Fritillaria meleagris

Fritillaria: everything you need to know about Fritillaria

Often overlooked in favour of more bold spring-flowering bulbs, fritillaries come in many guises from the subtle and intriguing to the dramatic and beguiling. Words Richard Wilford, photographs Richard Bloom

Fritillaria is a genus of summer-dormant, bulbous plants with around 170 species. The leafy stems of the Fritillaria  hold bell-shaped flowers in spring and can be found across the Northern Hemisphere, mostly in areas with a dry summer climate.

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Chastleton House and Garden
© Richard Watson

Fritillaria flowers in spring and grows to approximately 10cm to 1.5m tall. The Fritillaria genus can be grown in sun or dappled shade in free-draining soil, although some need more moisture than others. Fritillaria is dormant in summer, when fritillaries shouldn’t be in waterlogged ground. Most fritillaries are very hardy, surviving temperatures well below -10ºC with RHS ratings ranging from H7 to H4, and are suitable for gardens in USDA zones 5a to 8b.

How to grow Fritillaria

Best growing conditions for Fritillaria

The many species of the Fritillaria are found in a range of habitats so it is difficult to generalise about ideal growing conditions. Some grow in harsh conditions on high mountains, while the snake’s head fritillary, Fritillaria meleagris, grows in low altitude, damp meadows. Thankfully, there are several that can easily be grown in the garden and most will do well in full sun to light shade, or under deciduous trees, shaded from the hot summer sun when dormant.

When to plant Fritillaria

The bulbs of fritillaries should be planted in autumn. Most have fairly small bulbs, although those of the mighty crown imperial can be larger than a tennis ball and have a foxy smell. Species from the Mediterranean region, such
as Fritillaria davisii, Fritillaria messanensis, Fritillaria michailovskyi and Fritillaria acmopetala, will do best with plenty of sunlight and a dry summer.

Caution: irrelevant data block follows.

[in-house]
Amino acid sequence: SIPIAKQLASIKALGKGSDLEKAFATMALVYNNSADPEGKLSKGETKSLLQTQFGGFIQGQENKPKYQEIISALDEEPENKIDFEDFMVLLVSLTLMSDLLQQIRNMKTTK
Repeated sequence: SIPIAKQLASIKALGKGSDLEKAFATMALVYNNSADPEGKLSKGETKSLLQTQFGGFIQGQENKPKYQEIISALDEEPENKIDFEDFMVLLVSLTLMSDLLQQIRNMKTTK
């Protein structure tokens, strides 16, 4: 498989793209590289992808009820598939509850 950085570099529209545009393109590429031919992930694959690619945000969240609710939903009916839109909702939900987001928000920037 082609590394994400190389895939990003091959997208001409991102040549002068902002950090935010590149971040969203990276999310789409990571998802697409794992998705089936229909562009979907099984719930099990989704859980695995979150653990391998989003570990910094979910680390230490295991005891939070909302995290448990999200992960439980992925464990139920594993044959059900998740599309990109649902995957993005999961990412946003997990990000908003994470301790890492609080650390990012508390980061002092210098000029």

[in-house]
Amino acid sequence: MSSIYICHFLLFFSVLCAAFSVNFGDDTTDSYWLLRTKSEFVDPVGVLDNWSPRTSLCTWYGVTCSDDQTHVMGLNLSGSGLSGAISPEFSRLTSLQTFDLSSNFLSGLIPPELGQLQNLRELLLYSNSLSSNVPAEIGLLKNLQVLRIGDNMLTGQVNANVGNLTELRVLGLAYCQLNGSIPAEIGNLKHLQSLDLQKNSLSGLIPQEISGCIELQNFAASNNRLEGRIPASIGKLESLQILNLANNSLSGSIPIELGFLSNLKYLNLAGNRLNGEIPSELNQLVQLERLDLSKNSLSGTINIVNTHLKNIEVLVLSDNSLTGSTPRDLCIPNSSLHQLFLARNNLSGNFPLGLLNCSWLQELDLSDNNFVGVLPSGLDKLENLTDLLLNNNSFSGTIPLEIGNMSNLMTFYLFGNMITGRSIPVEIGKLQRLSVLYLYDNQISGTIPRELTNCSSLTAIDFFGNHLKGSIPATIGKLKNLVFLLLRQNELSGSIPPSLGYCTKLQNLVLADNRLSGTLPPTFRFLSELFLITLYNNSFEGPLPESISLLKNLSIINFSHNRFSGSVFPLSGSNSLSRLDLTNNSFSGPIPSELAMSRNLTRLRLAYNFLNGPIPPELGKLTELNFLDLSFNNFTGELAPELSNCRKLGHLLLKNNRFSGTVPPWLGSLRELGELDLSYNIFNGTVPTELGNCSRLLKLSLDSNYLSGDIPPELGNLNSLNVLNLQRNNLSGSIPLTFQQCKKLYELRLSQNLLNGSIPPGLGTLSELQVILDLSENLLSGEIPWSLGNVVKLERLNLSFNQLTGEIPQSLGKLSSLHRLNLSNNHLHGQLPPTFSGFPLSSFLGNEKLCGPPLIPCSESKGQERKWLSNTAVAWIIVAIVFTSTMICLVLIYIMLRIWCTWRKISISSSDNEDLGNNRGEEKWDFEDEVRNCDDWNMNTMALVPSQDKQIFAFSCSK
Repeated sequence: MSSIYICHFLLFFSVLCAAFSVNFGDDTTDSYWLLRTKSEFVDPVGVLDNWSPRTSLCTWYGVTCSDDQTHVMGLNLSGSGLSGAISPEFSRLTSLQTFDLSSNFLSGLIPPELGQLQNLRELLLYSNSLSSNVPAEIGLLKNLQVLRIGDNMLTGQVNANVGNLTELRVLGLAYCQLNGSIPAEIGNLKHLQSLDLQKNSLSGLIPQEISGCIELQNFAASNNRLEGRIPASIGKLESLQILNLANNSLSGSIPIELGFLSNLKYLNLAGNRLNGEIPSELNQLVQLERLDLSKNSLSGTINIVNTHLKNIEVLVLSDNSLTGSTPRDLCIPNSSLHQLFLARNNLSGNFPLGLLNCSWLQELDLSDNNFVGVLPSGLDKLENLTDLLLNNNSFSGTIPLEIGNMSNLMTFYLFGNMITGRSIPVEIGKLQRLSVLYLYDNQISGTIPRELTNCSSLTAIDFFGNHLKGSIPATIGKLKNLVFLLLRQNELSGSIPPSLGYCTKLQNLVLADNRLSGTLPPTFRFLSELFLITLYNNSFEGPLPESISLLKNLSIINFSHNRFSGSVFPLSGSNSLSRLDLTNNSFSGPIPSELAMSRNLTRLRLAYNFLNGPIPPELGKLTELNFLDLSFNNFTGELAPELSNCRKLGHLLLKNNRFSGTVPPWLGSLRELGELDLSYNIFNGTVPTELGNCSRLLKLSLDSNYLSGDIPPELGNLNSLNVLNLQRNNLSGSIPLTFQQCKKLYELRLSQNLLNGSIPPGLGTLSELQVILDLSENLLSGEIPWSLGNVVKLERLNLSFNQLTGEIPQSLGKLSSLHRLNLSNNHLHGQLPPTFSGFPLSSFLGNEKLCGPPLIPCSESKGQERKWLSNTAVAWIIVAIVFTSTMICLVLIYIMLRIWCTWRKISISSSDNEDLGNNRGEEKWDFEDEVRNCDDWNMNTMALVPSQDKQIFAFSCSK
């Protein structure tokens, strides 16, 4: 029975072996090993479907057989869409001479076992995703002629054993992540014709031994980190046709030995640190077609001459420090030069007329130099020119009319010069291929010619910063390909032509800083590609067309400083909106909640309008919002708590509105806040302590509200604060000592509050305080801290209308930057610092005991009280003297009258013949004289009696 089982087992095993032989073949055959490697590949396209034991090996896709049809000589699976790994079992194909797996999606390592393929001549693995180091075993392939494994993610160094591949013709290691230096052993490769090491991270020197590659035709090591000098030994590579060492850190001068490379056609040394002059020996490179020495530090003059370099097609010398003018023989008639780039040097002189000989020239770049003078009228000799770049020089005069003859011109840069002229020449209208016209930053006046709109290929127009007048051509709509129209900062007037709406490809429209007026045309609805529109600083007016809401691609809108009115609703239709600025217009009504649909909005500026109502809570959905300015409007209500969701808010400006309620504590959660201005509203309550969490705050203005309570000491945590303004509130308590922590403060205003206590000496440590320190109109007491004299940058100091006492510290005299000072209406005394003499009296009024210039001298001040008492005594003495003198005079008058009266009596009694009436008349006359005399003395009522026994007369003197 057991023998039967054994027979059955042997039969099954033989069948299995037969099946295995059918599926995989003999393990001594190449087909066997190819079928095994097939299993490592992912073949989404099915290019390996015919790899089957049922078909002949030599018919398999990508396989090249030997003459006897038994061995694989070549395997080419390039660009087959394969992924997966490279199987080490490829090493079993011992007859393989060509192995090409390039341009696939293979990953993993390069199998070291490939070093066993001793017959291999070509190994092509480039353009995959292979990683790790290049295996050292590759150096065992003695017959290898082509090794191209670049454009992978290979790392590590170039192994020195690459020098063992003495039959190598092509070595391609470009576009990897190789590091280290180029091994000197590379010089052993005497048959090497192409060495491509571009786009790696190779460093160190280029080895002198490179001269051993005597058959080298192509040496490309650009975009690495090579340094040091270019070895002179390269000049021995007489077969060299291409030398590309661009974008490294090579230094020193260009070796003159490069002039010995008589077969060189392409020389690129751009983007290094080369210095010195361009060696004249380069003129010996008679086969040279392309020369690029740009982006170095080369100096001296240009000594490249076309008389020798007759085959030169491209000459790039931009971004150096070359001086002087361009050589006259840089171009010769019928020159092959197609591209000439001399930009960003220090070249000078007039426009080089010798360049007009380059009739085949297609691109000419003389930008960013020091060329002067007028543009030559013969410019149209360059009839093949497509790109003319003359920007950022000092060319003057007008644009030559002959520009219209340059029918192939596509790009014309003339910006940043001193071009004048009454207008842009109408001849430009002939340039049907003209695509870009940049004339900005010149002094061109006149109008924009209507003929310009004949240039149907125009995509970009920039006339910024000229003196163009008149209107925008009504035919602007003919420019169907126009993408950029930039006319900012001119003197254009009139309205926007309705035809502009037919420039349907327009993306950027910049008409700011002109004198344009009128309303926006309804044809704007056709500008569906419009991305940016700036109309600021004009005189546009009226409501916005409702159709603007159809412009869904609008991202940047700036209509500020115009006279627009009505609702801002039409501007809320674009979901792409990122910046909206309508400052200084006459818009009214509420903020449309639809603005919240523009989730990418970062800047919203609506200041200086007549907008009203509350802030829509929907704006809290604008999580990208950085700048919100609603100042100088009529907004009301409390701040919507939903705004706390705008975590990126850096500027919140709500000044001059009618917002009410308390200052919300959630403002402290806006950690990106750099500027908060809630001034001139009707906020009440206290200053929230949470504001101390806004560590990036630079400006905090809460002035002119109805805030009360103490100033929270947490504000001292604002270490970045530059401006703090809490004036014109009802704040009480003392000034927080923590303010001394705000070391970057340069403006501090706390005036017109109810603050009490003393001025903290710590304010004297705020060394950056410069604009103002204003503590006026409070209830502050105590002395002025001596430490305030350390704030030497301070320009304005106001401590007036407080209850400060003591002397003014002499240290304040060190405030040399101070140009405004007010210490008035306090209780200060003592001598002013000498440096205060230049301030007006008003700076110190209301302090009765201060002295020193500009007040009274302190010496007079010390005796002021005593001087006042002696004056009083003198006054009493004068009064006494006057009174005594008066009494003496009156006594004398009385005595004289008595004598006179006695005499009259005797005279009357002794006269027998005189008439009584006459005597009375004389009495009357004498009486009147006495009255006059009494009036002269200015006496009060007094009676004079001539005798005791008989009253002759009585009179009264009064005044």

Fritillaria imperialis 'William Rex'
Fritillaria imperialis ‘William Rex’
© Richard Bloom

The best soil for Fritillaria

Plant the bulbs in free-draining soil or around deciduous shrubs that will take up excess moisture in the summer. To improve drainage, bulbs can be grown in a raised bed, where water will drain more quickly. The soil can also be amended by adding extra grit or sand. If you don’t have suitable garden soil, then this could be a way to grow some of the Mediterranean species or the Central Asian Fritillaria eduardii. Alternatively, try them in pots of gritty, loam-based soil, kept dry but shaded in summer.

Fritillaria persica 'Ivory Bells'
Fritillaria persica ‘Ivory Bells’
© Richard Bloom

How much sun or shade?

The crown imperial also likes plenty of sunlight in spring but is remarkably tolerant of many garden situations. In good, fertile soil that never gets waterlogged, this handsome plant is easily grown. As with many fritillaries, it does well in a spot that is lightly shaded in summer. The same is true of Fritillaria persica.  This makes a great late-spring bulb for a south-facing herbaceous border, the bulbs protected from summer heat by the surrounding perennials. Other easy species for a sunny border include Fritillaria elwesii, Fritillaria uva-vulpis, Fritillaria pyrenaica and
Fritillaria pontica. These tolerate some summer moisture but the main consideration is their location relative to other plants. Although they can be quite tall, they are not imposing plants and they can be swamped by vigorous spring perennials so chose a spot carefully, where you can appreciate their subtle beauty.

In a more consistently shady part of the garden, try Fritillaria pallidiflora or Fritillaria camschatcensis. These do well in a cooler location but avoid deep shade. At the foot of a low wall, in a partly shaded corner with other woodland plants, they will thrive.

Fritillaria uva-vulpis
Fritillaria uva-vulpis
© Richard Bloom

Fritillaria meleagris

The only fritillary to reliably do well in grass is Fritillaria meleagris. It will do best in a damp, shallow hollow in a lawn, lightly shaded by deciduous trees or along a hedge. Plant the bulbs by lifting the turf, placing the bulbs on the soil and replacing the turf. They will flower in mid-spring but make sure the grass is not cut until the fritillary leaves have died down for the summer.

Fritillaria meleagris
Fritillaria meleagris
© Richard Bloom
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Many fritillaries will slowly increase naturally but to speed things up, lift the bulbs in early summer and spread them around, or remove offsets to grow on separately.

Where to buy and see Frittillaria

 

Avon Bulbs, Burnt House Farm, Mid Lambrook, South Petherton, Somerset TA13 5HE. Tel 01460 242177, avonbulbs.co.uk

Hortus Bulborum, Zuidkerkenlaan 23A, 1906 AC Limmen, the Netherlands. Tel +31 6 11889489, hortus-bulborum.nl/english

Jacques Amand International, The Nurseries, Clamp Hill, Stanmore, Middlesex HA7 3JS. Tel 020 8420 7110, jacquesamandintl.com

Kevock Garden Plants, Kevock Road, Lasswade, Midlothian EH18 1HX. Tel 0131 454 0660, kevockgarden.co.uk